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Andreas Schmidt has been portraying people on Seesener Straße in Berlin's Charlottenburg-Wilmersdorf district since 2020. Be it seniors, craftspeople, mothers or fathers, tourists or hobby gardeners – life out of doors is colourful. His work documents places where people live, work, pass on by, enter into conversations and, even in times of corona, remain active, self-confident and communicative.

LFI:What is it that fascinates you about the hustle and bustle in this part of Berlin?
Andreas Schmidt: The mundaneness! Living and working, trading, crafts, industry, lingering, greetings and farewells, the quiet and the loudness. It's the same kind of stuff I know and like about my own life. Speaking with people, I quickly discover more: the shy family man, who is also a SAP (systems, applications, and products) consultant; the wild rocker, who works as a radio moderator; the well-tailored suit that will be part of the outfit of a future teaching student; the builder, who is enthusiastic about digital photography, and is open for suggestions about where to get a micro SD card close by. Behind each of the photos, I experienced a pleasant encounter and a little story.

What criteria do you use to choose your motifs? What kind of situations incite you to push the trigger?
I find photography so fascinating precisely because of the creative aspect: I put together an image that I never imagined would become reality a few minutes later – intuition precedes my first decisive impulse. I still thoroughly enjoy looking, experiencing surprises, perceiving structures, feelings and movement; and then, remaining conscious of the motif I've discovered. Pushing the trigger is just as much a part of it all as looking at the results.

Do you have any photographic role models?
Yes, I have many – in particular, people who got going and actively approached people, while taking photographs! Henri Cartier-Bresson; stern magazine photographers of the sixties and seventies; Ara Güler, Evelyn Richter, Harald Hauswald, Jim Rakete, Barbara Klemm, and Anton Corbijn; as well as the imagery of magazines, such as the Süddeutsche Zeitung and brand eins. And many great colleagues who cavort around on Instagram and such.
I find it even more important, however, to be your own role model, and to be engaged with your own results. So I would give every photographer the unasked-for advice that they repeatedly look at their own pictures; that they turn them around 180 degrees; that they examine the graphic design of the image closely; and that they ask themselves: “Is there calm, strength and clarity in what I've produced?”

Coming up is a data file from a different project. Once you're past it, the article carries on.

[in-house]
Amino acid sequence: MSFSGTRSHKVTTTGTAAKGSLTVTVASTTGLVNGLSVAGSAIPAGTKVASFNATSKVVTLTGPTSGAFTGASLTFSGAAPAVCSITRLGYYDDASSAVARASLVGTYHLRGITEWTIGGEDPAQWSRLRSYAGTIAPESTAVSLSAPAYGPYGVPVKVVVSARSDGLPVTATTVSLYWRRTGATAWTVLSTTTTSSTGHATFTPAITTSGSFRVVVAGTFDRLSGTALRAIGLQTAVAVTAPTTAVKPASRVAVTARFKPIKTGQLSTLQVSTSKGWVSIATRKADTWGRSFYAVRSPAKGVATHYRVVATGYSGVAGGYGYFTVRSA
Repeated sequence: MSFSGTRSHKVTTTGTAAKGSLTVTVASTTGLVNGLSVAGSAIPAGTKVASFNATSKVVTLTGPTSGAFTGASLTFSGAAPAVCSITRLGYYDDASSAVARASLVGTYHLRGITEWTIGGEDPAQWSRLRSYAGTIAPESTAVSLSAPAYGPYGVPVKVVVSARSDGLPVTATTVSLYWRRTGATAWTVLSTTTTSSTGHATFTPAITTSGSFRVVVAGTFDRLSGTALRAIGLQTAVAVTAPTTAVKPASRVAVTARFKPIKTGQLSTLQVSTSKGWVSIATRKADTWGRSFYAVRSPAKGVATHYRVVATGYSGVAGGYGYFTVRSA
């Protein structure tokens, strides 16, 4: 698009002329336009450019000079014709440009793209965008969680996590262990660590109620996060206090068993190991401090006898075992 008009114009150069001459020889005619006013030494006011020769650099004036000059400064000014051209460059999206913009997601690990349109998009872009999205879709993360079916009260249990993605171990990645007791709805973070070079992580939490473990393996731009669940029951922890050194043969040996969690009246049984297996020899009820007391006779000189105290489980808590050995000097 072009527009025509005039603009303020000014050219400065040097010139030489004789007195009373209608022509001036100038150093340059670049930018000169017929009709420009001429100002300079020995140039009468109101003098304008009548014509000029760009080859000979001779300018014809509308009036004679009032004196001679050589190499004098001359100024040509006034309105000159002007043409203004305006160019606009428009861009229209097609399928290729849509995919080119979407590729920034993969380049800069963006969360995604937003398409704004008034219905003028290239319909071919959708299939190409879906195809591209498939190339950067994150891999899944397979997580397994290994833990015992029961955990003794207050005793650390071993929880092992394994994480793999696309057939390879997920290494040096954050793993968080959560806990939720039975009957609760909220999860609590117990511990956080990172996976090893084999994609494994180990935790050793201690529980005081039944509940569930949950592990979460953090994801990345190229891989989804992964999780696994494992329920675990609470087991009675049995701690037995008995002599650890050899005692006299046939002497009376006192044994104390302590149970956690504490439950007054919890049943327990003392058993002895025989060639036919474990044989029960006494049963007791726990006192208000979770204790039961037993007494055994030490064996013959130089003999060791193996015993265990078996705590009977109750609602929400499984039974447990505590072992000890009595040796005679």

What was working with the Leica M-P like?
I took this series with the M-P (Typ 240) and the Summilux-M 50mm f/1.4 ASPH, with open aperture. I take 95% of my pictures with this “realistic” 50mm focal length. I almost always carry around this combination, as well as one, two and three additional lenses, from 28 to 90mm. This way, I can take pictures in many moments of my life, quite by chance. I like Leica's reduced, clear and powerful industrial design. With Leica M cameras and lenses, I can craft my work in a clean, calm and relaxed manner. Leica lenses are phenomenally good – with a very beautiful bokeh and outstanding sharpness, right to the corners of the image. That becomes particularly evident in the prints that I can produce in up to 50 x 75 cm. What I really appreciate about the M system is that I can easily combine digital and analogue work. If I want the raw, original quality of analogue photography, I use the analogue M6 instead of the digital M-P. Just pop in the film and off we go! (Interview: Danilo Rößger)

All the pictures on this page: © Andreas Schmidt
Equipment: Leica M-P (Typ 240) with Summilux-M 50mm f/1.4 ASPH.
© private

Andreas Schmidt

Born in 1968, Andreas Schmidt grew up in Westphalia, and has been actively taking pictures since he was young. After studying in Münster, he went to Vienna, Leipzig and Essen. His pictures have been published for many years in national newspapers and magazines. These include: Beat Magazin, Der Tagesspiegel aus Berlin, Märkische Allgemeine Potsdam, Freie Presse Chemnitz, Nürnberger Nachrichten, Wiener Zeitung and ZEIT ONLINE.

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